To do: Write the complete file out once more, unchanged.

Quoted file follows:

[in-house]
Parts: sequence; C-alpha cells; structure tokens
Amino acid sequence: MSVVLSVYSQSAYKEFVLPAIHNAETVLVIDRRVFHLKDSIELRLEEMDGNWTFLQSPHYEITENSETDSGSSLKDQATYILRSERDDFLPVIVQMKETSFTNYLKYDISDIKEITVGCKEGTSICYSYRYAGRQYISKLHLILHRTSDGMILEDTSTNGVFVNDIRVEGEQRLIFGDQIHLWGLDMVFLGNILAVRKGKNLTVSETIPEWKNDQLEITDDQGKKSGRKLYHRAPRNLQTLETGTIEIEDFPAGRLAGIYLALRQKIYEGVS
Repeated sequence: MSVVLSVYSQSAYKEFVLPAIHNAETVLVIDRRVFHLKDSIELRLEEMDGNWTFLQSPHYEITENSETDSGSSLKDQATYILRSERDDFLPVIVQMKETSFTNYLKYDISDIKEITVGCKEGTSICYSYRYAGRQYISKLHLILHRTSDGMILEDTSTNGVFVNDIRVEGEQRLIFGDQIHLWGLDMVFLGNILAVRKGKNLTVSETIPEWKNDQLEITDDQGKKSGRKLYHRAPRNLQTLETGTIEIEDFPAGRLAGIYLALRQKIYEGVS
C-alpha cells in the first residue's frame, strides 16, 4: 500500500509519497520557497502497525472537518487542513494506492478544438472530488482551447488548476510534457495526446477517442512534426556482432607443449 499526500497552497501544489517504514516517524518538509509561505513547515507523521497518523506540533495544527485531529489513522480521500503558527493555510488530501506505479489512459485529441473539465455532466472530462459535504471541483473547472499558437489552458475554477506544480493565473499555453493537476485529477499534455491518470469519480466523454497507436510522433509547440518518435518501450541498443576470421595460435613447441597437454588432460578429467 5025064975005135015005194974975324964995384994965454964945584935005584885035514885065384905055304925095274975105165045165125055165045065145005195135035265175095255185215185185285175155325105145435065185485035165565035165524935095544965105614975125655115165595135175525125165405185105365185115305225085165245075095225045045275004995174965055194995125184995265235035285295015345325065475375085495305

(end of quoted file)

[in-house]
Parts: sequence; C-alpha cells; structure tokens
Amino acid sequence: MSVVLSVYSQSAYKEFVLPAIHNAETVLVIDRRVFHLKDSIELRLEEMDGNWTFLQSPHYEITENSETDSGSSLKDQATYILRSERDDFLPVIVQMKETSFTNYLKYDISDIKEITVGCKEGTSICYSYRYAGRQYISKLHLILHRTSDGMILEDTSTNGVFVNDIRVEGEQRLIFGDQIHLWGLDMVFLGNILAVRKGKNLTVSETIPEWKNDQLEITDDQGKKSGRKLYHRAPRNLQTLETGTIEIEDFPAGRLAGIYLALRQKIYEGVS
Repeated sequence: MSVVLSVYSQSAYKEFVLPAIHNAETVLVIDRRVFHLKDSIELRLEEMDGNWTFLQSPHYEITENSETDSGSSLKDQATYILRSERDDFLPVIVQMKETSFTNYLKYDISDIKEITVGCKEGTSICYSYRYAGRQYISKLHLILHRTSDGMILEDTSTNGVFVNDIRVEGEQRLIFGDQIHLWGLDMVFLGNILAVRKGKNLTVSETIPEWKNDQLEITDDQGKKSGRKLYHRAPRNLQTLETGTIEIEDFPAGRLAGIYLALRQKIYEGVS
C-alpha cells in the first residue's frame, strides 16, 4: 500500500509519497520557497502497525472537518487542513494506492478544438472530488482551447488548476510534457495526446477517442512534426556482432607443449 499526500497552497501544489517504514516517524518538509509561505513547515507523521497518523506540533495544527485531529489513522480521500503558527493555510488530501506505479489512459485529441473539465455532466472530462459535504471541483473547472499558437489552458475554477506544480493565473499555453493537476485529477499534455491518470469519480466523454497507436510522433509547440518518435518501450541498443576470421595460435613447441597437454588432460578429467 5025064975005135015005194974975324964995384994965454964945584935005584885035514885065384905055304925095274975105165045165125055165045065145005195135035265175095255185215185185285175155325105145435065185485035165565035165524935095544965105614975125655115165595135175525125165405185105365185115305225085165245075095225045045275004995174965055194995125184995265235035285295015345325065475375085495305